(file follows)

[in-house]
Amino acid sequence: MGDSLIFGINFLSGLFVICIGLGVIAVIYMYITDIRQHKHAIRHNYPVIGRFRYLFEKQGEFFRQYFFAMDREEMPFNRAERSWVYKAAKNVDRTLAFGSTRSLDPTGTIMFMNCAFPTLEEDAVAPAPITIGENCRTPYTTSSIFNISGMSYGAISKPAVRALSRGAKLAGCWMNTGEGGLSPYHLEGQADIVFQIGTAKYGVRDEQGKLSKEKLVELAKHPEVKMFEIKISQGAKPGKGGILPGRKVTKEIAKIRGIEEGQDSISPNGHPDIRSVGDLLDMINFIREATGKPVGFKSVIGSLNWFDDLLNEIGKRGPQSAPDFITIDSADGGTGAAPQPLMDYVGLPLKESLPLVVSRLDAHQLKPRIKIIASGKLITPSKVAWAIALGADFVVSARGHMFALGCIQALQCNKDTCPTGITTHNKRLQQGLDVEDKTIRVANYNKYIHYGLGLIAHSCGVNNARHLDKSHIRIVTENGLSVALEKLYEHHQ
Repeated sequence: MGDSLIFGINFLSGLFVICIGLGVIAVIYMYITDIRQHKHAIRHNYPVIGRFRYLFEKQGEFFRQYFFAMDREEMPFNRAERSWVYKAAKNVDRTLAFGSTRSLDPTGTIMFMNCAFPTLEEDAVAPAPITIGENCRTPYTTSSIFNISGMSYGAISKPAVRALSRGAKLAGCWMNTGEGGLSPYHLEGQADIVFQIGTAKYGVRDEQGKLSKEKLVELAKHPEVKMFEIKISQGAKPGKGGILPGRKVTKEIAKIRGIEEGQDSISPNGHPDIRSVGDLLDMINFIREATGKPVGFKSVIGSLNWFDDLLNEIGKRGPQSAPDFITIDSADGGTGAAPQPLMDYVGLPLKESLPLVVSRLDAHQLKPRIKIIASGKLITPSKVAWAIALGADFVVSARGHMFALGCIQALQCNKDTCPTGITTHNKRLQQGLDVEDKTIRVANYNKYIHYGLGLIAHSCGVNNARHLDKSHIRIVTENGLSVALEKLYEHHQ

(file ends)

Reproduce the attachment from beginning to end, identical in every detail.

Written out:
[in-house]
Amino acid sequence: MGDSLIFGINFLSGLFVICIGLGVIAVIYMYITDIRQHKHAIRHNYPVIGRFRYLFEKQGEFFRQYFFAMDREEMPFNRAERSWVYKAAKNVDRTLAFGSTRSLDPTGTIMFMNCAFPTLEEDAVAPAPITIGENCRTPYTTSSIFNISGMSYGAISKPAVRALSRGAKLAGCWMNTGEGGLSPYHLEGQADIVFQIGTAKYGVRDEQGKLSKEKLVELAKHPEVKMFEIKISQGAKPGKGGILPGRKVTKEIAKIRGIEEGQDSISPNGHPDIRSVGDLLDMINFIREATGKPVGFKSVIGSLNWFDDLLNEIGKRGPQSAPDFITIDSADGGTGAAPQPLMDYVGLPLKESLPLVVSRLDAHQLKPRIKIIASGKLITPSKVAWAIALGADFVVSARGHMFALGCIQALQCNKDTCPTGITTHNKRLQQGLDVEDKTIRVANYNKYIHYGLGLIAHSCGVNNARHLDKSHIRIVTENGLSVALEKLYEHHQ
Repeated sequence: MGDSLIFGINFLSGLFVICIGLGVIAVIYMYITDIRQHKHAIRHNYPVIGRFRYLFEKQGEFFRQYFFAMDREEMPFNRAERSWVYKAAKNVDRTLAFGSTRSLDPTGTIMFMNCAFPTLEEDAVAPAPITIGENCRTPYTTSSIFNISGMSYGAISKPAVRALSRGAKLAGCWMNTGEGGLSPYHLEGQADIVFQIGTAKYGVRDEQGKLSKEKLVELAKHPEVKMFEIKISQGAKPGKGGILPGRKVTKEIAKIRGIEEGQDSISPNGHPDIRSVGDLLDMINFIREATGKPVGFKSVIGSLNWFDDLLNEIGKRGPQSAPDFITIDSADGGTGAAPQPLMDYVGLPLKESLPLVVSRLDAHQLKPRIKIIASGKLITPSKVAWAIALGADFVVSARGHMFALGCIQALQCNKDTCPTGITTHNKRLQQGLDVEDKTIRVANYNKYIHYGLGLIAHSCGVNNARHLDKSHIRIVTENGLSVALEKLYEHHQ